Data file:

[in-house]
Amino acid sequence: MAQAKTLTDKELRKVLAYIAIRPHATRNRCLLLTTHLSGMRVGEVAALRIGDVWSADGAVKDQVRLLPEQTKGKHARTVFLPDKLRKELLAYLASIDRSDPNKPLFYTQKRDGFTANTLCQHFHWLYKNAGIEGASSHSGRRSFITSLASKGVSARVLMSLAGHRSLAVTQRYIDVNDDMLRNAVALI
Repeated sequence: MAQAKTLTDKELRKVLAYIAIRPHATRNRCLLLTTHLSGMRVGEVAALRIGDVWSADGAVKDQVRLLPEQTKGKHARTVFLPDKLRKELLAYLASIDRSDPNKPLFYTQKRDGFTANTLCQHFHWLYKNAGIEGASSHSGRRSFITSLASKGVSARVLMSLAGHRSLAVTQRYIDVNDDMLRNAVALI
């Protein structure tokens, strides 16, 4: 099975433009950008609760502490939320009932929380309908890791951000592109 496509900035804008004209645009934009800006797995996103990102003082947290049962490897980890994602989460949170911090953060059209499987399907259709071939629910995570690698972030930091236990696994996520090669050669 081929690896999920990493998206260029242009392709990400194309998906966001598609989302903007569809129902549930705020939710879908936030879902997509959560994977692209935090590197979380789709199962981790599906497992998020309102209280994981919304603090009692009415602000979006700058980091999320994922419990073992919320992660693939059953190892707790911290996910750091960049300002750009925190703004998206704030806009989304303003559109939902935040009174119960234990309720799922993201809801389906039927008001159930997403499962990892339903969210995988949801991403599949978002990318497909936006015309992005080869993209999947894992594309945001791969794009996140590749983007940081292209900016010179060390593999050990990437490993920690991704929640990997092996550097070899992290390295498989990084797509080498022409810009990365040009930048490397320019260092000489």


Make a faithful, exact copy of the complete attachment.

[in-house]
Amino acid sequence: MAQAKTLTDKELRKVLAYIAIRPHATRNRCLLLTTHLSGMRVGEVAALRIGDVWSADGAVKDQVRLLPEQTKGKHARTVFLPDKLRKELLAYLASIDRSDPNKPLFYTQKRDGFTANTLCQHFHWLYKNAGIEGASSHSGRRSFITSLASKGVSARVLMSLAGHRSLAVTQRYIDVNDDMLRNAVALI
Repeated sequence: MAQAKTLTDKELRKVLAYIAIRPHATRNRCLLLTTHLSGMRVGEVAALRIGDVWSADGAVKDQVRLLPEQTKGKHARTVFLPDKLRKELLAYLASIDRSDPNKPLFYTQKRDGFTANTLCQHFHWLYKNAGIEGASSHSGRRSFITSLASKGVSARVLMSLAGHRSLAVTQRYIDVNDDMLRNAVALI
């Protein structure tokens, strides 16, 4: 099975433009950008609760502490939320009932929380309908890791951000592109 496509900035804008004209645009934009800006797995996103990102003082947290049962490897980890994602989460949170911090953060059209499987399907259709071939629910995570690698972030930091236990696994996520090669050669 081929690896999920990493998206260029242009392709990400194309998906966001598609989302903007569809129902549930705020939710879908936030879902997509959560994977692209935090590197979380789709199962981790599906497992998020309102209280994981919304603090009692009415602000979006700058980091999320994922419990073992919320992660693939059953190892707790911290996910750091960049300002750009925190703004998206704030806009989304303003559109939902935040009174119960234990309720799922993201809801389906039927008001159930997403499962990892339903969210995988949801991403599949978002990318497909936006015309992005080869993209999947894992594309945001791969794009996140590749983007940081292209900016010179060390593999050990990437490993920690991704929640990997092996550097070899992290390295498989990084797509080498022409810009990365040009930048490397320019260092000489």